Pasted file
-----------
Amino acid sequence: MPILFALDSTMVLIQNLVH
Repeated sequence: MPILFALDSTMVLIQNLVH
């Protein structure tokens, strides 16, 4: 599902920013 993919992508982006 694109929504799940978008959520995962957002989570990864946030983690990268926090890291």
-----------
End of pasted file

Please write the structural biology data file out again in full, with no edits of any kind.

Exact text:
Amino acid sequence: MPILFALDSTMVLIQNLVH
Repeated sequence: MPILFALDSTMVLIQNLVH
């Protein structure tokens, strides 16, 4: 599902920013 993919992508982006 694109929504799940978008959520995962957002989570990864946030983690990268926090890291």